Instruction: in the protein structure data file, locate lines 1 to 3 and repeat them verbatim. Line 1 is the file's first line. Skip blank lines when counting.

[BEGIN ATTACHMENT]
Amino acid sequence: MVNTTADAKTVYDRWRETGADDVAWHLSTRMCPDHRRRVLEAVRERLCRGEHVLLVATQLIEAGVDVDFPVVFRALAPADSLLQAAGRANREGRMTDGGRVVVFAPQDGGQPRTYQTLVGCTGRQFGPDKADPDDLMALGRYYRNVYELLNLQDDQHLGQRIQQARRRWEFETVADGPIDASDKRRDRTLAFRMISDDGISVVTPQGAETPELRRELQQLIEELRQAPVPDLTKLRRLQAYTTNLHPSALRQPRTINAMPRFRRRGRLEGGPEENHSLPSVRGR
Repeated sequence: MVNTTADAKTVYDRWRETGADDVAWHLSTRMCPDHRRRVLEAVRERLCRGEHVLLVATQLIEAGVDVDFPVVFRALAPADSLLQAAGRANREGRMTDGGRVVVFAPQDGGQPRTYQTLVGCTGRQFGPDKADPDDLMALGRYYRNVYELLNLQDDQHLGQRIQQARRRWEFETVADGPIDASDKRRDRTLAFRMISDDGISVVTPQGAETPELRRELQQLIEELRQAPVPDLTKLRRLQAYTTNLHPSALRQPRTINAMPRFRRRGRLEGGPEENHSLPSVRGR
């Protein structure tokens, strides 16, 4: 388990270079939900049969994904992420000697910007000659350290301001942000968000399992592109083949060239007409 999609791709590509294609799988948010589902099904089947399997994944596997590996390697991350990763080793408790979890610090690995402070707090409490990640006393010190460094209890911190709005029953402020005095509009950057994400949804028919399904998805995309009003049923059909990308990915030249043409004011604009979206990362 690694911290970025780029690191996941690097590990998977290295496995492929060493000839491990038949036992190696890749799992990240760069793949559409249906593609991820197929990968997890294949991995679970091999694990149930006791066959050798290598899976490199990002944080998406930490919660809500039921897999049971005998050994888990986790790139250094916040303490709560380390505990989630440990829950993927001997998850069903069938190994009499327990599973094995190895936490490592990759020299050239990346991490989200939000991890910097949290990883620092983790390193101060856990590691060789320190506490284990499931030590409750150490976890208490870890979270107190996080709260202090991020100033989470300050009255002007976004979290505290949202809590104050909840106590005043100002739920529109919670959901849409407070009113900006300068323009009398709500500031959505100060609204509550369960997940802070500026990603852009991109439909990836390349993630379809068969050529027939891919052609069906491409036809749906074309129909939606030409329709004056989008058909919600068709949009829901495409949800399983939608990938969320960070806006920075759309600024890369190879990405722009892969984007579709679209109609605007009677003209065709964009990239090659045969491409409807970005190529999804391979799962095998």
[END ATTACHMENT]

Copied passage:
Amino acid sequence: MVNTTADAKTVYDRWRETGADDVAWHLSTRMCPDHRRRVLEAVRERLCRGEHVLLVATQLIEAGVDVDFPVVFRALAPADSLLQAAGRANREGRMTDGGRVVVFAPQDGGQPRTYQTLVGCTGRQFGPDKADPDDLMALGRYYRNVYELLNLQDDQHLGQRIQQARRRWEFETVADGPIDASDKRRDRTLAFRMISDDGISVVTPQGAETPELRRELQQLIEELRQAPVPDLTKLRRLQAYTTNLHPSALRQPRTINAMPRFRRRGRLEGGPEENHSLPSVRGR
Repeated sequence: MVNTTADAKTVYDRWRETGADDVAWHLSTRMCPDHRRRVLEAVRERLCRGEHVLLVATQLIEAGVDVDFPVVFRALAPADSLLQAAGRANREGRMTDGGRVVVFAPQDGGQPRTYQTLVGCTGRQFGPDKADPDDLMALGRYYRNVYELLNLQDDQHLGQRIQQARRRWEFETVADGPIDASDKRRDRTLAFRMISDDGISVVTPQGAETPELRRELQQLIEELRQAPVPDLTKLRRLQAYTTNLHPSALRQPRTINAMPRFRRRGRLEGGPEENHSLPSVRGR
């Protein structure tokens, strides 16, 4: 388990270079939900049969994904992420000697910007000659350290301001942000968000399992592109083949060239007409 999609791709590509294609799988948010589902099904089947399997994944596997590996390697991350990763080793408790979890610090690995402070707090409490990640006393010190460094209890911190709005029953402020005095509009950057994400949804028919399904998805995309009003049923059909990308990915030249043409004011604009979206990362 690694911290970025780029690191996941690097590990998977290295496995492929060493000839491990038949036992190696890749799992990240760069793949559409249906593609991820197929990968997890294949991995679970091999694990149930006791066959050798290598899976490199990002944080998406930490919660809500039921897999049971005998050994888990986790790139250094916040303490709560380390505990989630440990829950993927001997998850069903069938190994009499327990599973094995190895936490490592990759020299050239990346991490989200939000991890910097949290990883620092983790390193101060856990590691060789320190506490284990499931030590409750150490976890208490870890979270107190996080709260202090991020100033989470300050009255002007976004979290505290949202809590104050909840106590005043100002739920529109919670959901849409407070009113900006300068323009009398709500500031959505100060609204509550369960997940802070500026990603852009991109439909990836390349993630379809068969050529027939891919052609069906491409036809749906074309129909939606030409329709004056989008058909919600068709949009829901495409949800399983939608990938969320960070806006920075759309600024890369190879990405722009892969984007579709679209109609605007009677003209065709964009990239090659045969491409409807970005190529999804391979799962095998």